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What are the EV charging plug standards?

"Oh, you only have an iPhone charger?" Like with mobile phones, there are different plug types for EV charging. This article introduces the IEC 62196 standard plugs used in Europe.

"Plug into the wall socket"

Charging from a normal socket outlet, like the widely used Schuko standard, is possible with Mode 1 or Mode 2 charging cables. It should be noted that Mode 1 charging is outlawed in many countries. These methods should only be used as a temporary solution, because charging is much slower and there is a risk of overheating the socket.

The Schuko plug, originally coming from Germany, is currently widely used in various European countries. It corresponds to type F plug and meets the CEE 7/7 standard, which makes it compatible with other plug types such as type E. Most European electrical appliances are fitted with the Schuko socket.

standard AC charging

The recommended method is to use a Mode 3 smart charging device for day-to-day charging. With a proper AC charging device charging is faster and safer, and it enables smart features like load management and payments.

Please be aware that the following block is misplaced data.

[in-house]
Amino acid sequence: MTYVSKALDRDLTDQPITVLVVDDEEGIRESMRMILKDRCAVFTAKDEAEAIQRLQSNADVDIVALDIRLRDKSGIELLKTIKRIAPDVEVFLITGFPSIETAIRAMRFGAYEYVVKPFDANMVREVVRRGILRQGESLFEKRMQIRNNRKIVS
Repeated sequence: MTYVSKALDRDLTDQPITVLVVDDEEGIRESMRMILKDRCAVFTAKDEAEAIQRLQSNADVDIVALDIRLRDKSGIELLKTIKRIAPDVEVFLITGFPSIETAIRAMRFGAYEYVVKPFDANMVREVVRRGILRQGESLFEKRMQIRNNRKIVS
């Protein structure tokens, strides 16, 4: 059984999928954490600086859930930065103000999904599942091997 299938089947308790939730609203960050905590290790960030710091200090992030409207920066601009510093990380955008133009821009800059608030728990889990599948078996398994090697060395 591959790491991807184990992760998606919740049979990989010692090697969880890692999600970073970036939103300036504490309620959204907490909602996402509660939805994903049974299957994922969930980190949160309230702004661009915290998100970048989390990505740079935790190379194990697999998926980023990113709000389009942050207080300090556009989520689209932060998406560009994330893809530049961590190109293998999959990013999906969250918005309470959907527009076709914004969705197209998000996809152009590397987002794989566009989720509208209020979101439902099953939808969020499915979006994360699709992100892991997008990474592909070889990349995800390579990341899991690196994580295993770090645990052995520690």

Type 2Type 2

Type 2 is the de jure charging plug standard chosen by the European Union. Most European AC charging devices have a Type 2 plug.

Along this standard, EV drivers can be certain that a socket in each public charging device is suitable for their car and conductor. Compatible devices are safe and future-proof. Charging device does not start the charging event until car is plugged in correctly. Type 2 charging devices enable up to 22 kW power for charging.

fast dc charging

For fast charging, there are two competing Mode 4 charging standards. The DC fast charging devices are considerably costlier, so it makes sense to consider what plug type to use. However, some fast chargers may include several plugs, also the AC Type 2 plug for normal or AC fast charging.

CCS ComboCCS Combo

The European DC fast charging standard CCS was chosen as the de jure standard by the European Union. CCS plugs can be found in for example Volkswagen and BMW electric cars.


The Japanese CHAdeMO standard is common in Nissan and Mitsubishi electric cars. Even though it is not an official standard in the EU, it can be commonly found almost everywhere, mainly because the Japanese EV's have been successful in the early phases of the industry. 

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